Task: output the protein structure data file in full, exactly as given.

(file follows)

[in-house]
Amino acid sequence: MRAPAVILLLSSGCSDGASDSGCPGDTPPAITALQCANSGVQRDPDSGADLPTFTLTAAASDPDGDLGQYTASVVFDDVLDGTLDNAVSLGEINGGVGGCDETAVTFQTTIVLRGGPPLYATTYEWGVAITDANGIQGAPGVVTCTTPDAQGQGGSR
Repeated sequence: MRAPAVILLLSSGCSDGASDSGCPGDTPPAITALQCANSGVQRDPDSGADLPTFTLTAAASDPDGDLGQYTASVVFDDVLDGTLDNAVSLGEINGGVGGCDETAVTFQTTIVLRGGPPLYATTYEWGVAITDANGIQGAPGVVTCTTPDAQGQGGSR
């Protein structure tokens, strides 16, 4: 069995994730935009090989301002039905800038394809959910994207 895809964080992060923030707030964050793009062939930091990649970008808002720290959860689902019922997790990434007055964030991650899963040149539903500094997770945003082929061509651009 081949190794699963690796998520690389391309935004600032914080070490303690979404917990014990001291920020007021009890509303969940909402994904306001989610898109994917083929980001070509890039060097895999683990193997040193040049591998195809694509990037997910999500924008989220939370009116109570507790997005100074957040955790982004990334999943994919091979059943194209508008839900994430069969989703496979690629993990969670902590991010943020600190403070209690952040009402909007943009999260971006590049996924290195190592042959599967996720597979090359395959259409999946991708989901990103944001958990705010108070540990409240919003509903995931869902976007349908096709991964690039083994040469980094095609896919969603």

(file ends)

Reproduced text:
[in-house]
Amino acid sequence: MRAPAVILLLSSGCSDGASDSGCPGDTPPAITALQCANSGVQRDPDSGADLPTFTLTAAASDPDGDLGQYTASVVFDDVLDGTLDNAVSLGEINGGVGGCDETAVTFQTTIVLRGGPPLYATTYEWGVAITDANGIQGAPGVVTCTTPDAQGQGGSR
Repeated sequence: MRAPAVILLLSSGCSDGASDSGCPGDTPPAITALQCANSGVQRDPDSGADLPTFTLTAAASDPDGDLGQYTASVVFDDVLDGTLDNAVSLGEINGGVGGCDETAVTFQTTIVLRGGPPLYATTYEWGVAITDANGIQGAPGVVTCTTPDAQGQGGSR
């Protein structure tokens, strides 16, 4: 069995994730935009090989301002039905800038394809959910994207 895809964080992060923030707030964050793009062939930091990649970008808002720290959860689902019922997790990434007055964030991650899963040149539903500094997770945003082929061509651009 081949190794699963690796998520690389391309935004600032914080070490303690979404917990014990001291920020007021009890509303969940909402994904306001989610898109994917083929980001070509890039060097895999683990193997040193040049591998195809694509990037997910999500924008989220939370009116109570507790997005100074957040955790982004990334999943994919091979059943194209508008839900994430069969989703496979690629993990969670902590991010943020600190403070209690952040009402909007943009999260971006590049996924290195190592042959599967996720597979090359395959259409999946991708989901990103944001958990705010108070540990409240919003509903995931869902976007349908096709991964690039083994040469980094095609896919969603």